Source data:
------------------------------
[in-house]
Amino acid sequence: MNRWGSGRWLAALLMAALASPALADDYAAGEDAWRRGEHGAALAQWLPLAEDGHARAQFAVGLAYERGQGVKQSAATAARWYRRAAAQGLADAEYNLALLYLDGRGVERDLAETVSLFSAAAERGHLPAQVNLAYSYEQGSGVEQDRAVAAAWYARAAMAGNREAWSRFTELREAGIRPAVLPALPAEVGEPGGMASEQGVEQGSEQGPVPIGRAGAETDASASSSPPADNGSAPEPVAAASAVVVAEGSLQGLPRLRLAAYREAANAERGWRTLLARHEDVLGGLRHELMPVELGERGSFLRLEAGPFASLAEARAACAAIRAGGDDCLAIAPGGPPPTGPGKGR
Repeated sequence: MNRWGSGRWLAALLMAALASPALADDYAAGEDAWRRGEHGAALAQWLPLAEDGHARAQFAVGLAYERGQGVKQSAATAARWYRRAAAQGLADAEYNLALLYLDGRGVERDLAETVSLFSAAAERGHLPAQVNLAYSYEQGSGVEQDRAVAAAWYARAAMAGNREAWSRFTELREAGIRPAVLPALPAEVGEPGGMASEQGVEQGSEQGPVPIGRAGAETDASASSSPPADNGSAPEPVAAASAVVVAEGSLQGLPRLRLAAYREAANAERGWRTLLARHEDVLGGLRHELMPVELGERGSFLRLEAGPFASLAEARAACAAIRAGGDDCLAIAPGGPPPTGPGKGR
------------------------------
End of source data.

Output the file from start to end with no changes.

[in-house]
Amino acid sequence: MNRWGSGRWLAALLMAALASPALADDYAAGEDAWRRGEHGAALAQWLPLAEDGHARAQFAVGLAYERGQGVKQSAATAARWYRRAAAQGLADAEYNLALLYLDGRGVERDLAETVSLFSAAAERGHLPAQVNLAYSYEQGSGVEQDRAVAAAWYARAAMAGNREAWSRFTELREAGIRPAVLPALPAEVGEPGGMASEQGVEQGSEQGPVPIGRAGAETDASASSSPPADNGSAPEPVAAASAVVVAEGSLQGLPRLRLAAYREAANAERGWRTLLARHEDVLGGLRHELMPVELGERGSFLRLEAGPFASLAEARAACAAIRAGGDDCLAIAPGGPPPTGPGKGR
Repeated sequence: MNRWGSGRWLAALLMAALASPALADDYAAGEDAWRRGEHGAALAQWLPLAEDGHARAQFAVGLAYERGQGVKQSAATAARWYRRAAAQGLADAEYNLALLYLDGRGVERDLAETVSLFSAAAERGHLPAQVNLAYSYEQGSGVEQDRAVAAAWYARAAMAGNREAWSRFTELREAGIRPAVLPALPAEVGEPGGMASEQGVEQGSEQGPVPIGRAGAETDASASSSPPADNGSAPEPVAAASAVVVAEGSLQGLPRLRLAAYREAANAERGWRTLLARHEDVLGGLRHELMPVELGERGSFLRLEAGPFASLAEARAACAAIRAGGDDCLAIAPGGPPPTGPGKGR